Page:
Associations of Anxiety-Related Symptoms With Reported History of Childhood Sexual Abuse in Schizophrenia Spectrum Disorders
J Clin Psychiatry 2005;66(10):1279-1284
© Copyright 2014 Physicians Postgraduate Press, Inc.
Purchase This PDF for $40.00
If you are not a paid subscriber, you may purchase the PDF.
(You'll need the free Adobe Acrobat Reader.)
Receive immediate full-text access to JCP. You can subscribe to JCP online-only ($86) or print + online ($156 individual).
With your subscription, receive a free PDF collection of the NCDEU Festschrift articles. Hurry! This offer ends December 31, 2011.
If you are a paid subscriber to JCP and do not yet have a username and password, activate your subscription now.
As a paid subscriber who has activated your subscription, you have access to the HTML and PDF versions of this item.
Click here to login.
Did you forget your password?
Still can't log in? Contact the Circulation Department at 1-800-489-1001 x4 or send email
Objective: Research suggests that
persons with schizophrenia tend to experience
significant levels of anxiety and that history of
childhood sexual abuse may predispose some with
schizophrenia to experience significant levels of
persistent anxiety. It is unclear whether
childhood sexual abuse is more closely linked to
specific forms of anxiety including symptoms of
posttraumatic stress disorder (PTSD).
Method: Data were gathered from April
2004 through November 2004 on trauma history, PTSD symptoms, social anxiety, and state and trait
anxiety from 45 men with a SCID-I-confirmed diagnosis of schizophrenia or schizoaffective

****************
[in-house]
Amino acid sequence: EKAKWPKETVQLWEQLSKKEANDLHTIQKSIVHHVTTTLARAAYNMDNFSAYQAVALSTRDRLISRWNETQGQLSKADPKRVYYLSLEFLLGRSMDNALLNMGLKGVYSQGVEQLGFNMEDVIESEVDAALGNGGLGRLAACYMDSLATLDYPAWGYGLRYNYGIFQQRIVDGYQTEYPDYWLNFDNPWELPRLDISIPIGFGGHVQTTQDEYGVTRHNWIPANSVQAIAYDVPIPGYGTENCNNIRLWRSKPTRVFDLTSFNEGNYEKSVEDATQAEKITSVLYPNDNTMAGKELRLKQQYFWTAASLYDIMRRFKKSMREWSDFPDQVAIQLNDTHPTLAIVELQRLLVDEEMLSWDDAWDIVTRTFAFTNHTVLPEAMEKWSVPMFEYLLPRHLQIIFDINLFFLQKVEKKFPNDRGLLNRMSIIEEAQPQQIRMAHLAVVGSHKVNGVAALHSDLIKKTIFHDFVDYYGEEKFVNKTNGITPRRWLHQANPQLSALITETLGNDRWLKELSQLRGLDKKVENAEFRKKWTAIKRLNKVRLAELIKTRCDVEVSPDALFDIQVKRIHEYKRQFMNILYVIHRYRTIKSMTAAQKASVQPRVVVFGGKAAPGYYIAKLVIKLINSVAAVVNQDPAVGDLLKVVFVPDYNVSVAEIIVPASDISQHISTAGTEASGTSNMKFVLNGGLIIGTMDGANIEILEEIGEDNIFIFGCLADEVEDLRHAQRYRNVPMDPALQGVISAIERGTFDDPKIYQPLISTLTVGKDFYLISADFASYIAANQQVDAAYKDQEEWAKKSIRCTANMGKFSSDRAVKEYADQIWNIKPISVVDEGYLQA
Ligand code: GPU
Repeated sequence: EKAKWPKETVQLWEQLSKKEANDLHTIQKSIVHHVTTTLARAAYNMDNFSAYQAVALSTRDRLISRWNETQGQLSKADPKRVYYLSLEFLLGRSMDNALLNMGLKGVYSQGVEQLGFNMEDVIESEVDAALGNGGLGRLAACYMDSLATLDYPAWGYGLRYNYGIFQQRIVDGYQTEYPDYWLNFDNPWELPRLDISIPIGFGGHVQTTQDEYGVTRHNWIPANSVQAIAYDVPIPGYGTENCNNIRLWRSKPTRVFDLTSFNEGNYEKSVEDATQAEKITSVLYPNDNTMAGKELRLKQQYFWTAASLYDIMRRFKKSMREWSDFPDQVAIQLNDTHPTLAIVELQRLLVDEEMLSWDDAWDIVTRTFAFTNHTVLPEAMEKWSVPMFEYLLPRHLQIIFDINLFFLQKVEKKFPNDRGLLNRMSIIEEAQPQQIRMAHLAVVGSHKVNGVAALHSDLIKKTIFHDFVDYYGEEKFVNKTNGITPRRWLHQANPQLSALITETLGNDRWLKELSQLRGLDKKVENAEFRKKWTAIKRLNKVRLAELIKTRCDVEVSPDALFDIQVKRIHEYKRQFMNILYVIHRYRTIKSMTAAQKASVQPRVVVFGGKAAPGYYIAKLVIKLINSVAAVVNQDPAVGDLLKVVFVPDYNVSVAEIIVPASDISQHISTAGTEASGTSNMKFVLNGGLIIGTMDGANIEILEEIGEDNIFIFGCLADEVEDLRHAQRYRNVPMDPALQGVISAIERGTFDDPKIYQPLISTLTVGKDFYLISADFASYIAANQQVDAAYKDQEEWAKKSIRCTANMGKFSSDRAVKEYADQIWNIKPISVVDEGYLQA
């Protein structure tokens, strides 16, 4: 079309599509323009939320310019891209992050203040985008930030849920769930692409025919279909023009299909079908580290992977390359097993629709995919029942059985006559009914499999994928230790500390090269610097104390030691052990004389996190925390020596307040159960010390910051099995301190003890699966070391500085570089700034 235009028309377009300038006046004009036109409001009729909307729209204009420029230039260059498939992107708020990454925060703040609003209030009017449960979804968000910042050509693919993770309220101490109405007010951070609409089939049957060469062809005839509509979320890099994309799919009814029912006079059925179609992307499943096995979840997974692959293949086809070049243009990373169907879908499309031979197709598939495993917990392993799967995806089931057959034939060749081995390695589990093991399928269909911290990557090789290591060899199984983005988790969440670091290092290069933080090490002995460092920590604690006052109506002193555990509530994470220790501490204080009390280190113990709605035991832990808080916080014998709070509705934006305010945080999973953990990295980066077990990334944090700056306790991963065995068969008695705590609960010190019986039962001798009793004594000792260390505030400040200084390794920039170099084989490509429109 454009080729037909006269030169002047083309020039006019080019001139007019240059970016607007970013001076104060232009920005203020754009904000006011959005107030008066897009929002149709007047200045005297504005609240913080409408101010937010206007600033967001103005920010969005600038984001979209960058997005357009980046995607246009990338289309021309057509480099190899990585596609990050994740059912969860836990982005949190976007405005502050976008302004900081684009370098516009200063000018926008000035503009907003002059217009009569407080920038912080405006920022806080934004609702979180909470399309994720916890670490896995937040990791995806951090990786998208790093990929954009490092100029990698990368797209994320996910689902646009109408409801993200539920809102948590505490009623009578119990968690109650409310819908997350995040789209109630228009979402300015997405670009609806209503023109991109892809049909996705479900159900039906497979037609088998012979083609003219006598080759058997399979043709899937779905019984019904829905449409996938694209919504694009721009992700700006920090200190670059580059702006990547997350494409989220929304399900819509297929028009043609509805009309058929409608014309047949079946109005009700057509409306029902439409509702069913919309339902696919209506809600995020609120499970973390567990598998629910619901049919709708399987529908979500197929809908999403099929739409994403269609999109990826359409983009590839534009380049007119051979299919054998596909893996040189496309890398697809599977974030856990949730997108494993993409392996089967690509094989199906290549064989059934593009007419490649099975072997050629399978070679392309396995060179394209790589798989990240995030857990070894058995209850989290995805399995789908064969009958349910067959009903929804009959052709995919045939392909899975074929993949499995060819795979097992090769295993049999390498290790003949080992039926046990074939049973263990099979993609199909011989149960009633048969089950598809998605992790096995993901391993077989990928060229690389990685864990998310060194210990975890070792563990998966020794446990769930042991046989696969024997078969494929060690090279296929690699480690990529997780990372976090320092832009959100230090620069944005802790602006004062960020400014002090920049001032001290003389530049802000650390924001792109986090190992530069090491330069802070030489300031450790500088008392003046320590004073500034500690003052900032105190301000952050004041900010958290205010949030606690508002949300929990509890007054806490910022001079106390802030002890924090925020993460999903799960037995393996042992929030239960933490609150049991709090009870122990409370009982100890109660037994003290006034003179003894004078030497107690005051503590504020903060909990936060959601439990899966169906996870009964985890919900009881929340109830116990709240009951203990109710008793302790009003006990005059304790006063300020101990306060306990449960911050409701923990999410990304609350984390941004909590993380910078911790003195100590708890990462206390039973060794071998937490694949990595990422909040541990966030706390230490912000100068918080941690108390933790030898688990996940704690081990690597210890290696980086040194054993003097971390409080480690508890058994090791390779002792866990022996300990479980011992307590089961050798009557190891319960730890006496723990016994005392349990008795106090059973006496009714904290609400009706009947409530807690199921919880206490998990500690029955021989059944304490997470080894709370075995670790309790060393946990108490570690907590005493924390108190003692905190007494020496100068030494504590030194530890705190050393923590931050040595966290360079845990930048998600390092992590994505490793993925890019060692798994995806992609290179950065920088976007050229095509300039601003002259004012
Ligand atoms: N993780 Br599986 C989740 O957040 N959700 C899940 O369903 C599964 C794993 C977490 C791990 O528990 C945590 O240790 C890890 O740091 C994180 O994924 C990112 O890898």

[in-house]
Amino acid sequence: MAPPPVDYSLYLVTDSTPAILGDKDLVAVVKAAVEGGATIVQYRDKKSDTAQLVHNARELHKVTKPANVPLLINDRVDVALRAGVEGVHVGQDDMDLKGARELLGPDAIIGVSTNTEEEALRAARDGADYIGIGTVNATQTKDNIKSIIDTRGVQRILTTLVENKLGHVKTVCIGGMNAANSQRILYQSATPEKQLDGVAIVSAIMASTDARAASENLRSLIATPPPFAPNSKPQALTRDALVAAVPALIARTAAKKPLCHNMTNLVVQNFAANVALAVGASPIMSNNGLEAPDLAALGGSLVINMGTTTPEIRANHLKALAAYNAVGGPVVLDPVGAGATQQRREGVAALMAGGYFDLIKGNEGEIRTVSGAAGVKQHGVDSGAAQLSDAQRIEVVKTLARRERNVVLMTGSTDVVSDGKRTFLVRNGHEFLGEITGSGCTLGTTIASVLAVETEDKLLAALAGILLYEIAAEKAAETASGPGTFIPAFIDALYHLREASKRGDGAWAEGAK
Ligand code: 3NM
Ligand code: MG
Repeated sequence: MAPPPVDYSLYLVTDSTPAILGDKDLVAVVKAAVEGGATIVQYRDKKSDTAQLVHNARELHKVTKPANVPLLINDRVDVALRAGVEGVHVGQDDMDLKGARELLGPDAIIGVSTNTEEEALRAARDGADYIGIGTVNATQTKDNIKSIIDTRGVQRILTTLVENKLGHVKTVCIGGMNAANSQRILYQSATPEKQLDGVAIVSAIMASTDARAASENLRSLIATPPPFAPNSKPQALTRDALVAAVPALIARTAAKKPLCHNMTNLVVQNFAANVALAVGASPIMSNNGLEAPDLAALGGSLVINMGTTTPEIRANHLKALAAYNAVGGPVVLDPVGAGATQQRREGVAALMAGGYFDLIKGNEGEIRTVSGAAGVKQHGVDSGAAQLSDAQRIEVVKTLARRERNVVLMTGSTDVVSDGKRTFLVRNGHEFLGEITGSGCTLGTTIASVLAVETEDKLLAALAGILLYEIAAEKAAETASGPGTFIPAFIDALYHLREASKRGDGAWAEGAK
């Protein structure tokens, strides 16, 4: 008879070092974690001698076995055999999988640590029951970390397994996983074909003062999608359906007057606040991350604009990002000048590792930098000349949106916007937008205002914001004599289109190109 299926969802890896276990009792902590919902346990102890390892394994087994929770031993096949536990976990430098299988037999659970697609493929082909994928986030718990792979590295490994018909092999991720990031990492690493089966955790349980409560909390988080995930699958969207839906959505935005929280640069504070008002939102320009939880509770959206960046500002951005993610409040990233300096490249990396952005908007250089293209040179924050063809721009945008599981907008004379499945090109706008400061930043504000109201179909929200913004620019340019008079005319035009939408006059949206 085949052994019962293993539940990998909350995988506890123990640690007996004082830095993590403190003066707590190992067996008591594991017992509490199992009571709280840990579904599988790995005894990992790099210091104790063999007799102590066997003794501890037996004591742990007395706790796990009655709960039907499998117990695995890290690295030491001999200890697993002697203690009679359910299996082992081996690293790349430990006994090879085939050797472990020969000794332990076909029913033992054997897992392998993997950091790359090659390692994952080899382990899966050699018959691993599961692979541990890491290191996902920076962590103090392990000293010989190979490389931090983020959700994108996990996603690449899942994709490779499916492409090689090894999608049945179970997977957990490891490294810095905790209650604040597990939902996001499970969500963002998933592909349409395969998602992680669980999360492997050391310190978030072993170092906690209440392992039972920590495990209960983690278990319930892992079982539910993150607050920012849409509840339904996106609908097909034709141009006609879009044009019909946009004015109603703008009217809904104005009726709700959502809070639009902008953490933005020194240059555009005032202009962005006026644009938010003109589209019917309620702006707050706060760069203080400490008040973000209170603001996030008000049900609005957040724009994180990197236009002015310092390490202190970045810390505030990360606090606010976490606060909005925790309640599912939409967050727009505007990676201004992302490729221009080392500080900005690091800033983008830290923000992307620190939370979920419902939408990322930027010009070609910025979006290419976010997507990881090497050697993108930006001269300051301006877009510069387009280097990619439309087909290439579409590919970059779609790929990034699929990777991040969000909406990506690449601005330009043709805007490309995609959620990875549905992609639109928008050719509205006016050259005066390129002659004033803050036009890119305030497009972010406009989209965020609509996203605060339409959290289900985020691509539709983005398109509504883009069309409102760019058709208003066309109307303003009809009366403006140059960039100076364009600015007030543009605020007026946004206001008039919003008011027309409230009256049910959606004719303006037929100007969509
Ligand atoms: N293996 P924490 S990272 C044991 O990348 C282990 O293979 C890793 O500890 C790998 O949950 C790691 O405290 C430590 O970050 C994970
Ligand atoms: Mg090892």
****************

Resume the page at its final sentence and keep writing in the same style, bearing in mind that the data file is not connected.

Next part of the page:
disorder and 11 with a SCID-I-confirmed diagnosis
of PTSD with no history of psychosis. Participants with schizophrenia spectrum disorders
(schizophrenia group) were divided into those with
and without history of childhood sexual abuse.
Five participants in the schizophrenia group with
a history of adult but not childhood sexual
assault were excluded from analyses.
Results: Analysis of variance comparing
the childhood sexual abuse (N=21) and non-abused (N=19) schizophrenia groups and the
PTSD group on all anxiety assessments revealed that
the sexually abused schizophrenia group had
significantly higher levels of dissociation, intrusive
experiences, and state and trait anxiety than the
non-abused schizophrenia group. The schizophrenia groups did not differ statistically on levels of
anxious arousal, defensive avoidance, or social
anxiety. When compared with participants with PTSD and no psychosis, the sexually abused
schizophrenia group had significantly lower levels of
state anxiety, anxious arousal, intrusive
experiences, and fearful social avoidance but failed to
differ statistically on other scores.
Conclusion: These results, if replicated,
could lead to identification of those at risk for
anxiety and PTSD and to targeted interventions.